Stone carving is a traditional of Orissa as is evident from the innumerable archeological monuments, rock-cut sculptures, caves, and temples built and has been practiced for centuries. The huge repertoire of stone carving is best revealed in the architecture and rock cut sculptures of Lingraja, Jagannath, Mukteshwara and other temples of Orissa. Other noteworthy monuments include the temple chariot of the Sun God at Konark, Stupas of Ratnagiri and Udaygiri. There are ‘Apsaras’, the heavenly beauties playing different musical instruments carved on the Konark Wheel. The products include book rests, ashtrays, paperweights; candle stands, kitchenware, and other products are also made. The magnificent temples of ‘Parsurameswar’, ‘Mukteshwar’, ‘Lingraja’, ‘Jagannath’ and ‘Konark’ is the progeny of the artisans who built these temples. Besides the beautiful Stupas and Monasteries of LalitagiriRatnagiri and Udayagiri have kept alive the traditions of their forefathers.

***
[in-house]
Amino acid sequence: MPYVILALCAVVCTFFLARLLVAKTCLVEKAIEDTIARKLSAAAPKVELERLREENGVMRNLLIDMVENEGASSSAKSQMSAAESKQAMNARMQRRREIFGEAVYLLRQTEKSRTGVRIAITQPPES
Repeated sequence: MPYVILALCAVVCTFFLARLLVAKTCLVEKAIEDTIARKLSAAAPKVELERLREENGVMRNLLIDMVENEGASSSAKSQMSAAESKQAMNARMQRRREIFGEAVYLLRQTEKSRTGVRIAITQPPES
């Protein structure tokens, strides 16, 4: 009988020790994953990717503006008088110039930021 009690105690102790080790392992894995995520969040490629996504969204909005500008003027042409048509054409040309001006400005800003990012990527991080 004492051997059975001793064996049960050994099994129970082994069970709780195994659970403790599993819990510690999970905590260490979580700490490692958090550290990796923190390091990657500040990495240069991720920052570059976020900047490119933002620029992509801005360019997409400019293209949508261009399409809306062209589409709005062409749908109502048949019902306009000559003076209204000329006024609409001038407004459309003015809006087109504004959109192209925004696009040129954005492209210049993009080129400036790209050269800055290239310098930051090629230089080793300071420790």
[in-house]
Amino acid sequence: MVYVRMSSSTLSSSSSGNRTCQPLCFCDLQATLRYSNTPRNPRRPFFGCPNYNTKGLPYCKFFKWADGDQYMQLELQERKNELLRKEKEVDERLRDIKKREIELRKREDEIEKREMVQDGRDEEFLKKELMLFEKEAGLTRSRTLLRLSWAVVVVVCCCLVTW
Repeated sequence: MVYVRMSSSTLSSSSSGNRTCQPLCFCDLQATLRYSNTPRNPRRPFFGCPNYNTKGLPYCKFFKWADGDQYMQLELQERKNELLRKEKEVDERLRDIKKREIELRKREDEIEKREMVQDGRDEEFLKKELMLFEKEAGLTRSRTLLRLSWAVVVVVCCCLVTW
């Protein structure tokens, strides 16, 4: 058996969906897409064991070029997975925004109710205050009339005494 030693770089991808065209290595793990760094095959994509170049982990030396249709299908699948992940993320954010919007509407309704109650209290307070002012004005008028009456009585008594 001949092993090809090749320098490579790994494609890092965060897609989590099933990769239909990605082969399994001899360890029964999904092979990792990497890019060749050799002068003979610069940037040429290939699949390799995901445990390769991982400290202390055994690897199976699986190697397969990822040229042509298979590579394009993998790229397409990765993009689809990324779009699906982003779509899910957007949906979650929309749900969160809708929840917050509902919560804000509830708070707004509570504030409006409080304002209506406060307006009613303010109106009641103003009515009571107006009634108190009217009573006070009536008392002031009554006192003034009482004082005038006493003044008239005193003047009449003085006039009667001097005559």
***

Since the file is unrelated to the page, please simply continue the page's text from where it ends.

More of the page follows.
India has a vast resource of different types of stones and the artisans of Orissa are at complete ease while working with them. Tools such as hammers and chisels known as ‘Muna’, ‘Patili’, ‘Martual’ and ‘Nihana’ in local parlance are enough to carve the ultra soft soapstone or Khadipathara. Unlike sculptors of other places, the artisans of Orissa are at home with a variety of materials. They handle the ultra soft white soapstone with equal facility as the slightly harder greenish chlorite or ‘Kochilapathara’ and the still harder pinkish Khandolite and the hardest of all the black granite ‘Mugunipathara’ by just using tools like hammer and chisel. Whether the stone is hard or soft the outline is first drawn on the stone and then is accordingly cut. The motifs used are not uncommon and the carvings on the temples also provide models.
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